I’m from the Midwest – born, raised, and a “lifer” here. It’s a lovely place to live and work. But for many years I had no idea that there was an actual “culture” in the Midwest. Since then, I’ve come to recognize that the culture includes (as all cultures do) some things that are life-enhancing and some that aren’t.
We’re a kind culture; generous, hospitable, and usually agreeable. We don’t pick fights. In fact, we’ll do anything we can to avoid disagreement: run, hide, avoid, withdraw, or change the subject. As a result, a lot goes unsaid in the groups and teams that are essential to running businesses as well as in the households that populate this area.
When leaders move here from other locales, they may struggle to understand the Midwest Nice (yes, that’s what it’s called) culture. Overly loud, controlling, directive behaviors are shunned in public but whispered about in private because, after all, we’re nice. We don’t want to offend anyone to their face.
Although I’ve exaggerated for the sake of illustration, there is truth in the description of our culture. We swim in our way of reacting, just like we breathe the air around us without noticing. We often avoid conflict, often not knowing that in many situations, we can choose to respond in ways that create better outcomes.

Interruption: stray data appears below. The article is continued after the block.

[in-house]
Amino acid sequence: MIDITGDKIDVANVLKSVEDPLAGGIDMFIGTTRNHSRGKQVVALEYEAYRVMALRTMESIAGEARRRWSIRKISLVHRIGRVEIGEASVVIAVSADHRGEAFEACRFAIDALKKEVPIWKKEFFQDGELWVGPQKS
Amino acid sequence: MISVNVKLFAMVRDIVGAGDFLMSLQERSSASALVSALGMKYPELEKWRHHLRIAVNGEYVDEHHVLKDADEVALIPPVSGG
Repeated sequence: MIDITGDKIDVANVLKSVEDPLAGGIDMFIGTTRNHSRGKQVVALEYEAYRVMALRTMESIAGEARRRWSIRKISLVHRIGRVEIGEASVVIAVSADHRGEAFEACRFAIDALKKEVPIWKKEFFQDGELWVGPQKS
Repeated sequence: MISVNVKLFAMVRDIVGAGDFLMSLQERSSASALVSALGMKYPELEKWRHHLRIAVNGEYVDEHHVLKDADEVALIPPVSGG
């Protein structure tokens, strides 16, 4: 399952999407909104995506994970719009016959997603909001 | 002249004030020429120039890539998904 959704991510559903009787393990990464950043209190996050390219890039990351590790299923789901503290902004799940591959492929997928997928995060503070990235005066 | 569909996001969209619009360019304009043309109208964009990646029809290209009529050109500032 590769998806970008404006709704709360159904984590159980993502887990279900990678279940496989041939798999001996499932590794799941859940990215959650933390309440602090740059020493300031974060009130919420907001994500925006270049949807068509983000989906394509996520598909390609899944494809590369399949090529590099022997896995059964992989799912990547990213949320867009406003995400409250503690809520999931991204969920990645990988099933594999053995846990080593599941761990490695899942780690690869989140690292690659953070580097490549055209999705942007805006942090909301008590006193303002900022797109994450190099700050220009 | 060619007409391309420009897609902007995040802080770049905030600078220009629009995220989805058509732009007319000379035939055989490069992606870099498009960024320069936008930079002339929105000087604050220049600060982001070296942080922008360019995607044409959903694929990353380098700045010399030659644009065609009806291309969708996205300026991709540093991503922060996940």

Choosing how you respond to conflict
You might think that the only ways to respond to conflict include:
- Avoiding it
- Insisting that you’re right, or
- Getting everyone to agree
There are other ways to respond to conflict. If we can become aware of disagreement as it arises, we can choose the best way to respond for the circumstances and individuals involved. Making a choice that encourages diversity of thinking and surfacing the “unsaid” in communication can make for improved relationships and better decisions.
As a leader, you must learn to take responsibility to observe disagreements and decide the best method to resolve them. When you recognize and become aware of your choices, you can make a decision about how you want to react to it, if you are willing to:
Slow down and realize that there are differing opinions on the subject at hand that might inform better decisions.
Listen to opposing views. “Pretend listening” – nodding your head while you’re forming your own argument about why other views are wrong – isn’t really listening. You need to shut off the chatter and judgment that is going on and really listen.
Ask questions to dig deeper into the reasoning of those who think differently to help you understand their stance; there may be some good stuff there.
Acknowledge those with divergent views for their contribution to final outcomes. They’ve been essential to making the outcomes better than they would have been without the conflict.
As a leader, you must learn to model your reaction to conflict in order to shape your culture. Consider your natural reaction to conflict, and then make a conscious choice about how to react to those who disagree with you in order to make the best decisions.